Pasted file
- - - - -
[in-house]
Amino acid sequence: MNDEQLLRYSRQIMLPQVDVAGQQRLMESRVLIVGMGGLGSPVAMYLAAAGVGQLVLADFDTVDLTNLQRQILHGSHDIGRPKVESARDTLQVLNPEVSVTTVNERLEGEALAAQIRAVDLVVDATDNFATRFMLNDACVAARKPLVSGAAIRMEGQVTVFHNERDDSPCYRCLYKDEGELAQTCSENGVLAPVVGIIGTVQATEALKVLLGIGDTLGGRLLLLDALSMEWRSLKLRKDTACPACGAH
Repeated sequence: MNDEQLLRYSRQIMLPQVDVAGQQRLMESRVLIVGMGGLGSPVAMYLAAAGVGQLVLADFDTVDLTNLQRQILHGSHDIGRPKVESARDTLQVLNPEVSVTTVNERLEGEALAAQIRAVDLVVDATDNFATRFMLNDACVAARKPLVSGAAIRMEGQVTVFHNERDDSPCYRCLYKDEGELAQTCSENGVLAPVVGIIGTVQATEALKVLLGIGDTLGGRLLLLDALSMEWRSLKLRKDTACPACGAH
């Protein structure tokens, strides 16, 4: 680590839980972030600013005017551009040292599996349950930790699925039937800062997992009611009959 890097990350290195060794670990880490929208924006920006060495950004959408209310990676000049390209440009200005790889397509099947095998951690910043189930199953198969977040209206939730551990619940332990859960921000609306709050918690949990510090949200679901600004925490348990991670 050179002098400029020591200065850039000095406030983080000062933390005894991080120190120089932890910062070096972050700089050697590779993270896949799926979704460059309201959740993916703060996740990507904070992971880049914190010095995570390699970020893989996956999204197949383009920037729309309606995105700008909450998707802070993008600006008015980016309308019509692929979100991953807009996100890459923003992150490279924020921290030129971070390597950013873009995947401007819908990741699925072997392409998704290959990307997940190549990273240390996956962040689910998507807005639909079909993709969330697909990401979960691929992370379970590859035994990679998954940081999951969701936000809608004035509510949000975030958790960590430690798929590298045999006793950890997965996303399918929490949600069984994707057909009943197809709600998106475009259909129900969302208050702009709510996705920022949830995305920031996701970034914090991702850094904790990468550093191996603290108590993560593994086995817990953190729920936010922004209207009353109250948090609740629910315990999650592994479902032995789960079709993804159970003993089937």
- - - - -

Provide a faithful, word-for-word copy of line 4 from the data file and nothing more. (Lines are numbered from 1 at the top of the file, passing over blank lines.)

């Protein structure tokens, strides 16, 4: 680590839980972030600013005017551009040292599996349950930790699925039937800062997992009611009959 890097990350290195060794670990880490929208924006920006060495950004959408209310990676000049390209440009200005790889397509099947095998951690910043189930199953198969977040209206939730551990619940332990859960921000609306709050918690949990510090949200679901600004925490348990991670 050179002098400029020591200065850039000095406030983080000062933390005894991080120190120089932890910062070096972050700089050697590779993270896949799926979704460059309201959740993916703060996740990507904070992971880049914190010095995570390699970020893989996956999204197949383009920037729309309606995105700008909450998707802070993008600006008015980016309308019509692929979100991953807009996100890459923003992150490279924020921290030129971070390597950013873009995947401007819908990741699925072997392409998704290959990307997940190549990273240390996956962040689910998507807005639909079909993709969330697909990401979960691929992370379970590859035994990679998954940081999951969701936000809608004035509510949000975030958790960590430690798929590298045999006793950890997965996303399918929490949600069984994707057909009943197809709600998106475009259909129900969302208050702009709510996705920022949830995305920031996701970034914090991702850094904790990468550093191996603290108590993560593994086995817990953190729920936010922004209207009353109250948090609740629910315990999650592994479902032995789960079709993804159970003993089937």